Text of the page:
Beyond the superficial similarities to The Shining, 1408 comes across as more of a horror version of Groundhog Day than anything else. Once Mike is trapped in 1408, he goes on an emotional journey, learns some things about himself and briefly becomes a happier person. Then the room threatens to do it all over again to him. Hell, there's even a clock radio that keeps playing the same song over and over ("We've Only Just Begun" by the Carpenters in this case). This being a horror movie, though, he doesn't waltz out of his prison with the girl in his arms and a spring in his step at the end. Rather, he definitely burns the room and himself only to discover that his ghost remains stuck in the room, anyway.
I can't say I'm the biggest John Cusack fan in the world, but the guy is playing his A game here, no doubt. He has to carry almost the entire movie by himself, showing skeptical Mike slowing going insane from the tortures 1408 puts him through. When Mike is reunited with his daughter, only to have her die in his arms... I'd have to say that one of the most powerfully sad scenes I've seen in a horror film recently thanks to Cusack's convincing performance.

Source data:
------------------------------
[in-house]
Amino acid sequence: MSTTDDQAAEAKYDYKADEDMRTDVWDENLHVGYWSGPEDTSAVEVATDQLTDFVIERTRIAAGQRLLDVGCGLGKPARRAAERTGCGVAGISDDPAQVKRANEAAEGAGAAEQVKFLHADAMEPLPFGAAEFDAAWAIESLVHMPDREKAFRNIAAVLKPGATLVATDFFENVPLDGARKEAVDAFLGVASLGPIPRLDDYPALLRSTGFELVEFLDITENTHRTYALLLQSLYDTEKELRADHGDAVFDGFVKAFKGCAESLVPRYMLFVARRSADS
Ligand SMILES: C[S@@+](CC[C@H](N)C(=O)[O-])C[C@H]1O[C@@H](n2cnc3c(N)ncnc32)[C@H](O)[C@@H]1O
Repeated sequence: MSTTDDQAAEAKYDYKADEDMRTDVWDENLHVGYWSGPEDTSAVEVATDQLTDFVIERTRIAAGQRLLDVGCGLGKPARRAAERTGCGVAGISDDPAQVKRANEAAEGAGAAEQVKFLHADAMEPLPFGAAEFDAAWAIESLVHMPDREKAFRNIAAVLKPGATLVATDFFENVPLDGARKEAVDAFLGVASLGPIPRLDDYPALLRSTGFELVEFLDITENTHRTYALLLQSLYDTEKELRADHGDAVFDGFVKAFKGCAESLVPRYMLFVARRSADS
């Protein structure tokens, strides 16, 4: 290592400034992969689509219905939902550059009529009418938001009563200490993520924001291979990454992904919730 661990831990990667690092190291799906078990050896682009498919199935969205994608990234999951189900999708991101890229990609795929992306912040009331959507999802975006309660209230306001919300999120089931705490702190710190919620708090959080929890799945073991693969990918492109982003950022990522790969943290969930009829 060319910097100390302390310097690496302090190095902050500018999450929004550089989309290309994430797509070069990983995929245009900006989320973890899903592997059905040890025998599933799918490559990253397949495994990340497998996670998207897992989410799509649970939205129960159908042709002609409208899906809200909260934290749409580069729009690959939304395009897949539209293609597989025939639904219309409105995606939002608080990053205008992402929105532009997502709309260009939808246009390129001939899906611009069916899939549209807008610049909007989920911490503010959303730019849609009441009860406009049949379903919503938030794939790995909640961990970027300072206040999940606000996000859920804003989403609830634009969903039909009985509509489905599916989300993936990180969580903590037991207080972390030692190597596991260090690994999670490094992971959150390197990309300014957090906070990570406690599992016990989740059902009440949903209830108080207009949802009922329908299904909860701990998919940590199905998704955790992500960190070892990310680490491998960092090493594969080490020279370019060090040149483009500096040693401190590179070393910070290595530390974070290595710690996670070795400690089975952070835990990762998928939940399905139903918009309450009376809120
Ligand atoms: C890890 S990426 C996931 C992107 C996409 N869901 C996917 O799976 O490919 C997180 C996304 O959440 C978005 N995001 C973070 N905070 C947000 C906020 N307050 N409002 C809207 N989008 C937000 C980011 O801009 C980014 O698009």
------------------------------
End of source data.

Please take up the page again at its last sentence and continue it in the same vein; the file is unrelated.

I'm glad I grabbed the director's cut from Netflix. Reading about the theatrical cut, it sounds like the typical result of listening to the dipshits in test audiences too closely. A happy ending where everything is A-OK in the end? So the super-evil hotel room was really just a method of making Mike a better man? Gee whiz. Maybe we should start sentencing prisoners to stay in that room then, since the ghosts just want to better humanity?
Watched: DVD from The Weinstein Company.